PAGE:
Nigeria has plans of sending people to space, according to the Minister of Science and Technology, Ogbonnaya Onu. But experts in the Nigerian space industry believe manned space missions are immaterial for the country.
During a keynote address at the 2020 National Convention of the Izzi Old Students Association, Ogbonnaya reportedly said: "We have plans to send people to space. Don't ever think it cannot be done; it may take 20 years, 30 years, but we have that plan." The old students of Izzi High School, Abakaliki, including the minister, held their convention at Ebonyi State University campus in Ishieke—a community in southeastern Nigeria.
The dream of sending Nigerian astronauts to space is not new. In 2016, Ogbonnaya had said Nigeria plans to send an astronaut to space by 2030, and a delegation of the National Space Research and Development Agency (NASDRA) was sent to China to discuss the logistics for what could become the first African manned space mission.
Space is a major asset that Nigeria must be involved in for the purpose of protecting national interests.
Space exploration is a worthy capital-intensive venture Nigeria must undertake. German-born American scientist, Ernst Stuhlinger, has justified why billions of dollars should be spent on space exploration in his impassioned letter to Mary Jucunda, a Zambia-based nun.
Nigerian space experts, however, believe sending astronauts to space is immaterial for Nigeria. The Managing Director of Space in Africa, Temidayo Oniosun, told benjamindada.com: "I think the minister is just trying to score some political points. We are not sending any astronaut to space, it's pointless and we also do not have the technical knowhow or infrastructure."
I think the minister should focus on ensuring the National Space Agency maximise its true potential instead of advancing his political agenda.
Calestous Juma, founder of African Centre for Technology Studies and professor of International Development at Harvard Kennedy School, believed until his death in 2017 that the vision of sending a Nigerian astronaut to space is more important than the outcome.
When the "lofty ambition" was first announced four years ago, Professor Calestous told CNN: "Space walks are probably the least important [part of space exploration]. It is the scientific and technology infrastructure and its linkages to the rest of the economy that matter."
I believe the minister just made a political statement. Nigeria lacks fundamental infrastructure. Most of the TV stations, telecom companies and internet service providers in Nigeria rely on foreign satellites. The focus now should be to put in place those basic infrastructure and ensure that the existing ones are efficiently used.
Last year, Space in Africa asked industry leaders if Africa will ever land a man on the moon. The 10 African space experts that responded to the question, "Will Africa Ever Land on the Moon", noted that it's a moonshot thinking.
Professor Bonaventure Okere, Director of Centre for Basic Space Science, said: "I have been following space programme events in Africa and come to the conclusion that one day an African country will be involved in a space mission. Nigeria has such ambitious plan, and a unit for space mission has been set up in NASRDA."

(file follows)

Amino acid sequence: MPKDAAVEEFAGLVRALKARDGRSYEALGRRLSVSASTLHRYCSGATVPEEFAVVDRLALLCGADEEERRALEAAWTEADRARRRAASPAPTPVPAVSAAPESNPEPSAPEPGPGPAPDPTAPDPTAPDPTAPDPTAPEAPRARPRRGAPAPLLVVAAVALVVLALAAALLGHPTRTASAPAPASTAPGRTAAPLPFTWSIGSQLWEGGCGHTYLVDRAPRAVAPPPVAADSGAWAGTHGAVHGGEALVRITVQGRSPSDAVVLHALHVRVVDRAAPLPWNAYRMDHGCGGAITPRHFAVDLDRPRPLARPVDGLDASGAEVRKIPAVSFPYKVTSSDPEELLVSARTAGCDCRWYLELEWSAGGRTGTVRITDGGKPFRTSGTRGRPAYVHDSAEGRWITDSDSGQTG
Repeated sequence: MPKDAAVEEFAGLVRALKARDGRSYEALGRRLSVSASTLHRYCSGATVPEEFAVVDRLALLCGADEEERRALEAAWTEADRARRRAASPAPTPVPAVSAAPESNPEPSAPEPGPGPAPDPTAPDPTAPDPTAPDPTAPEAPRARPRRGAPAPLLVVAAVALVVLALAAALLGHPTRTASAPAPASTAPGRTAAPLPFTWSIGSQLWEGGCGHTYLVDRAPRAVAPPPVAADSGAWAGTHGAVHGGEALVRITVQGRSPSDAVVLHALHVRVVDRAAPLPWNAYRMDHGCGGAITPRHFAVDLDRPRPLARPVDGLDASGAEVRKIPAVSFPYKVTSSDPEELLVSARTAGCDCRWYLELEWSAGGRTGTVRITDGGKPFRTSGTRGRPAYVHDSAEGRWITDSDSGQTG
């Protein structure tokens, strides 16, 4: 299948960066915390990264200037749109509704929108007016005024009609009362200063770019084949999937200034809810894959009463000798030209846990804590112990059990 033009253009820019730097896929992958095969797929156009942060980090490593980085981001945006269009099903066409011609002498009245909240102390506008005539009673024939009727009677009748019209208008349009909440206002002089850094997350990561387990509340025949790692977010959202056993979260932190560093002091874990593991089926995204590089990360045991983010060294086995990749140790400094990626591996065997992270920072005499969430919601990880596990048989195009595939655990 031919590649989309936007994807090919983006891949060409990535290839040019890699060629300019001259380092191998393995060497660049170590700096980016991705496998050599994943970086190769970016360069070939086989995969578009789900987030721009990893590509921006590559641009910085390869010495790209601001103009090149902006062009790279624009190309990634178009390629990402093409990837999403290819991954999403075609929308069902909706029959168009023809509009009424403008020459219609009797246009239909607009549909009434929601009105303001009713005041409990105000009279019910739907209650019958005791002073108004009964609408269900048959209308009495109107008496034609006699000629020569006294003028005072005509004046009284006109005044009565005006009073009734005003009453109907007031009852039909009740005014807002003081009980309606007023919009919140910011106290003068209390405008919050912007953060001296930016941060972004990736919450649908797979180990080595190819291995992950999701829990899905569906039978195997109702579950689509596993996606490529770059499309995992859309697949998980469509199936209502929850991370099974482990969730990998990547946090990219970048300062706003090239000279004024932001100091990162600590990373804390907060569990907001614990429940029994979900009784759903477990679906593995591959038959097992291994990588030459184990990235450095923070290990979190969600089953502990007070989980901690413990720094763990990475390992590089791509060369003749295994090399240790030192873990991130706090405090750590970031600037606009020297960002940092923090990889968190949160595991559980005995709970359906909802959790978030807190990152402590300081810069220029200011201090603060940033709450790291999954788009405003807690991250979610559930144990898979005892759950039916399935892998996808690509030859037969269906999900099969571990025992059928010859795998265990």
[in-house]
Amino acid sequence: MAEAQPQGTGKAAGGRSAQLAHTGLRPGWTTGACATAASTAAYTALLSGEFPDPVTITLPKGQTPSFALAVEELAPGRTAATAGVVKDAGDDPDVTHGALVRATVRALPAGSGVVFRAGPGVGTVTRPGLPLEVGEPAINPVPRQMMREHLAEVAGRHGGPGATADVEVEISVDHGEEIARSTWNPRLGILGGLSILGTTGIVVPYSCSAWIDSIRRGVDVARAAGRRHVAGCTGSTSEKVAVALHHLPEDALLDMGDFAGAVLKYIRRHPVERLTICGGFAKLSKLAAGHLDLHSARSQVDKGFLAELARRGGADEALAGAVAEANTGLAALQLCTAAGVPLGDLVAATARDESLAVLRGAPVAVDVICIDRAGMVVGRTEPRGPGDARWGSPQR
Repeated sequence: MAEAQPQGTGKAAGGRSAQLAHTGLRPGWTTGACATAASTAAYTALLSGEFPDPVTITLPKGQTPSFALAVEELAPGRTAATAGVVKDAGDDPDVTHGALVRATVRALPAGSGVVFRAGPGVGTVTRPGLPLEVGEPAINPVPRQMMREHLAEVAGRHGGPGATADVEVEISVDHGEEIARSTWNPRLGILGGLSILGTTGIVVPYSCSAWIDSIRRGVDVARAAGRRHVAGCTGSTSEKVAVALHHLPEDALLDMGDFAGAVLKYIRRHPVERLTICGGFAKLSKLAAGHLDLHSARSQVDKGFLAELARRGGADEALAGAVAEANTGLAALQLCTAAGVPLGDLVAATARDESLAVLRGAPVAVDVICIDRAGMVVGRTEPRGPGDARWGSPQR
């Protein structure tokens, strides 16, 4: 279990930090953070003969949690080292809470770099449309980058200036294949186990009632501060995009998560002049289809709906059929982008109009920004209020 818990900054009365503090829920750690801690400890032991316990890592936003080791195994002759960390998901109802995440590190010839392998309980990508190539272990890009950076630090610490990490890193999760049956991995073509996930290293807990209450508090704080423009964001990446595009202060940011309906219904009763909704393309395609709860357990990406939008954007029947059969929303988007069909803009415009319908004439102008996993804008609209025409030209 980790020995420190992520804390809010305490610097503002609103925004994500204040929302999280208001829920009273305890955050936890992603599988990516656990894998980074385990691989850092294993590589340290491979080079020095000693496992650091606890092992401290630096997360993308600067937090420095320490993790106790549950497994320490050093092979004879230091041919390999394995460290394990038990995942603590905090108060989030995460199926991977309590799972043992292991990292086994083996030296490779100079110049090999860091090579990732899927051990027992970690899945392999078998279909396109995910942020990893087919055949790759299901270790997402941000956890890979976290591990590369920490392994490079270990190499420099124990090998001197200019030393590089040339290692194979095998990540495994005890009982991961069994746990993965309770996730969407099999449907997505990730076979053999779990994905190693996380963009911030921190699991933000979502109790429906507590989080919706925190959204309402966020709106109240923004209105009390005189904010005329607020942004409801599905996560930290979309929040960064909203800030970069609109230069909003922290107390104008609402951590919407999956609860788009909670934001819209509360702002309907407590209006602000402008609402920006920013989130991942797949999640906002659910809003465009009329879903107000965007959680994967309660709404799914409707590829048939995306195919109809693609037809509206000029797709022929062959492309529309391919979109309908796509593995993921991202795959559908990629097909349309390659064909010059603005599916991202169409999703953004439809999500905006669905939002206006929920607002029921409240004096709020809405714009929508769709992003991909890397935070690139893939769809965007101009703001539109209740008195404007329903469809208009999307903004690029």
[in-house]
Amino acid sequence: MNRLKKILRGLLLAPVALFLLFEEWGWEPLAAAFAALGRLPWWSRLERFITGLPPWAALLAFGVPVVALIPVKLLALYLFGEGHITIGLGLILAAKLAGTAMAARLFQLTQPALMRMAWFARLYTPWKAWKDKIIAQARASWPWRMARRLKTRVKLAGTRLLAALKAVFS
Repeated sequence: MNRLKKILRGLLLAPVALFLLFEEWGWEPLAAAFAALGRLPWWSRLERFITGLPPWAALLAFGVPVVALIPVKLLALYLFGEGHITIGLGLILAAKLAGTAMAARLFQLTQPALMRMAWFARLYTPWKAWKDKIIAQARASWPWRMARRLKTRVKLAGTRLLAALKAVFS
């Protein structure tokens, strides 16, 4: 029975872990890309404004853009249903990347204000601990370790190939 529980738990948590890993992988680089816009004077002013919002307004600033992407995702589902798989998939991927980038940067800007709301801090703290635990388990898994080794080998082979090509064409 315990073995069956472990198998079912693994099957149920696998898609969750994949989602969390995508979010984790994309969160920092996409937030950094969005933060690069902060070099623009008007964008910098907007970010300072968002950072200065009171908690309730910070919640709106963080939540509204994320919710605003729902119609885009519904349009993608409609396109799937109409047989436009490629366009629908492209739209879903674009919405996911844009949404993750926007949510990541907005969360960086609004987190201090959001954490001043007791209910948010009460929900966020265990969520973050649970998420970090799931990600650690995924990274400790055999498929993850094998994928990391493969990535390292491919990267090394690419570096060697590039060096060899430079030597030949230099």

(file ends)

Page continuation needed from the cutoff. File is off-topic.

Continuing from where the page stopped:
The Nigerian space agency was established 21 years ago with the overall objective of building Nigeria's indigenous technology in basic space technology and breaking new frontiers through space exploration. It has six development centres and a training centre—CBSS—tasked with the development of researchers' skills and knowledge.
NASRDA launched a 28-year roadmap in 2002, with the aim "to develop, build and launch a Nigerian made satellite from Nigerian soil" by 2030. A year later, Nigeria launched its first satellite, NigeriaSat-1, which was the third satellite launched by an African country. Currently, Nigeria has three satellites in space: NigeriaSat-1, NigeriaSat-2 and NigeriaSat-X. Launched in 2011, NigeriaSat-X was designed and constructed by NASRDA engineers.
Besides government investment in the space industry, private sector participation in the industry is low. The NewSpace Africa Industry Report, which reviewed private and public African companies operating in the space industry, identified four Nigerian companies: Atlantic Factorial Limited, BeepTool Communications, GeoApps Plus Limited (a commercial subsidiary of NASRDA) and the Nigeria Communications Satellite Limited Company. South Africa has 21 companies operating in its space industry.
Space in Africa Managing Director Temidayo told benjamindada.com, "Space activities is still majorly driven by the government in Nigeria, which shouldn't be so. It's the reason why NigComSat is constantly bleeding money and I've personally been calling for its privatisation."
He added that NileSat, an Egyptian company similar to NigComSat, made $145.13 million in profits two years ago. It's also listed on Cairo and Alexandria Stock Exchange. In comparison, NigComSat is wholly owned by the Federal Government and received over $40 million as budget allocation between 2009 and 2019.
By sending astronauts to space in a Nigerian-built rocket, Nigeria could become the first African country to achieve such feat. But the astronauts will be joining 449 people from 40 countries that have been to space. Also, India plans to send a man to space in 2022. In addition to that, 155 people have been shortlisted to participate in the first-leg of the Mars round trip happening in July.